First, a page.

5. Shred and E-Waste Event - 2018

The Town has reserved April 28, 2018 for its Annual Shred and E-Waste event. 

6. Active Shooter Exercise

The Town will be hosting an Active Shooter Exercise on Monday, April 9, 2018 at Menlo School. 

7. Articles of Note

8. Animal Services Monthly Report - September 2017

9. Comparative Facts - 2007/08 to 2016/17

FY 2007/08 - 

CIP Funding
- The Town’s CIP was largely funded by $1,506,335 from the Parcel Tax (remainder to PD) and $1,000,000 from the Road Impact Fee. 
- Other regular funding sources for the CIP were Measure A at $229,500, Gas Tax at $145,000 - TOTAL $374,500
- Total Regular Funding for CIP = $2,879,335

Annual Basic CIP Project Costs
- Basic Street Patching/Slurry/Overlays/Maintenance - $205,000
- Drainage Projects - $725,000

- The Town had 54.5 employees - 28.5 employees were in the PD, with 15 of that being Police Officers and 5 Sergeants. 
- The Town’s Operating Budget was $9.8 million - $4.9 million was Police (roughly 50% of the operating budget).
- The Town’s General Fund Revenue was $8.96 million. $3.9 million was from some secured property taxes (roughly 44%)

FY 2016/17 - 

CIP Funding
- The Town’s CIP was largely funded by $1,488,000 from the Parcel Tax (remainder to PD) - NO ROAD IMPACT FEE
- Other regular funding sources for the CIP were Measure A at $340,000, Gas Tax at $205,000, and Measure M at $75,000 - TOTAL $620,000
- Total Regular Funding for CIP = $2,108,000

Annual Basic CIP Project Costs
- Street Patching/Slurry/Overlays/Maintenance - $1,000,000
- Drainage Projects - $1,150,000

- The Town had 39 employees - 29 employees are in the PD, with 14 of that being Police Officers and 5 Sergeants.
- The Town’s Operating Budget was $12.4 million - $6.8 million was Police (roughly 55% of the operating budget).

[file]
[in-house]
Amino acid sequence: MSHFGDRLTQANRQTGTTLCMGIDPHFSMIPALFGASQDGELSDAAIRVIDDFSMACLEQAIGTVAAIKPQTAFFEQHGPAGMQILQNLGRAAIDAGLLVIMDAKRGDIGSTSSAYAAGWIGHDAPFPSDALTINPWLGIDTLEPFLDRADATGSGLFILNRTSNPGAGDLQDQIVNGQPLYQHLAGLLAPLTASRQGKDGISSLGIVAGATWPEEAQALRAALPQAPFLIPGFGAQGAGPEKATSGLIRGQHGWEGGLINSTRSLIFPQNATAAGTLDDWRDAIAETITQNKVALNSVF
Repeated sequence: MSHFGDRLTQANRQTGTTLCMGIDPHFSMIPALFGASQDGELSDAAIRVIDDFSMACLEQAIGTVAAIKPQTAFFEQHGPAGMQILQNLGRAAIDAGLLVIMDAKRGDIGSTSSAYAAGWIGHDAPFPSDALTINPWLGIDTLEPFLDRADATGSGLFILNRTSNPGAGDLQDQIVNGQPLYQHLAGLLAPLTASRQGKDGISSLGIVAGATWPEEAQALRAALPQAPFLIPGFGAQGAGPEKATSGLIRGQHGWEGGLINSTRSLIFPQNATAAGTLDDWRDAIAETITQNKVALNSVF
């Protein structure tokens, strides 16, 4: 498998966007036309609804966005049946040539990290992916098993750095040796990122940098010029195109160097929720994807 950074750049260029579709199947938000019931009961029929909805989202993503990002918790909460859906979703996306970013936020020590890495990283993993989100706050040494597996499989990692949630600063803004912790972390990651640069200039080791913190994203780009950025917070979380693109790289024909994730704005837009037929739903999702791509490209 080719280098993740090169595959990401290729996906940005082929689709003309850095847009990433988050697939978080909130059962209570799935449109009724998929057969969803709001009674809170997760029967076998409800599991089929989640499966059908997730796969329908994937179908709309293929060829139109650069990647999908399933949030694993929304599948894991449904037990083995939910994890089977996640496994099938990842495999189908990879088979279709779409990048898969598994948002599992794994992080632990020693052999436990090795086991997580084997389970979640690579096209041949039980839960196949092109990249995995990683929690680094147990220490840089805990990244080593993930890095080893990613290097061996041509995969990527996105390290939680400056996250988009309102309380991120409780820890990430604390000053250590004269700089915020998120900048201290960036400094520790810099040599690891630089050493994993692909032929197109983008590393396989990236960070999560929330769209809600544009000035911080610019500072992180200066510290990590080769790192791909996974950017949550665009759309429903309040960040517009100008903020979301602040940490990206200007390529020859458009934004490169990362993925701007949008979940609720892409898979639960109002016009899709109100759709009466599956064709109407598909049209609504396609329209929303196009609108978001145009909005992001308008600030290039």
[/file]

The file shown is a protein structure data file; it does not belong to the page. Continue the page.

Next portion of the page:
- The Town’s General Fund Revenue was $13.9 million. $7.5 million is from some secured property taxes (roughly 54%)


- In the 10 years, the Town’s secured property taxes increased by $3.6 million. Nearly double. However, as a percentage of total revenue received by the Town, it only increased by 10% (i.e. other revenues did not). 
Vehicle License Fee Revenue used to be a separate subvention by the State, it is now included in Property Taxes as part of a State Budget realignment. This inflates the total property tax revenue ($9.6m) by $1m.
Building Permit revenue was $600,000 higher in 2007/08 than today. 
Business license revenue was $250,000 higher in FY 2007/08 than today (something I’m looking into). 
Construction and Road Maintenance Costs have increased over the years, not only in the amount of projects done, but in the cost to do the SAME project. 
Interest income was $250,000 higher in FY 2007/08 than today (that we all feel). 
- Across the board, department costs have generally increased. By department:
- City Council went from $24k to $80k
- Admin went from $565k to $819k
- Legal went from $198k to $204k
- Finance went from $446k to $664k
- Building/Planning are roughly the same at $1.5m
- PD went from $4.9m to $6.8m
- Public Works went down - from $2.2m to $1.8m 
- Interdepartmental went from $523 to $500k
Pension Costs are lower - In FY 2007/08, the Town’s annual obligation to pensions was $1,327,737. In FY 2016/17, our pension obligation was $1,211,740.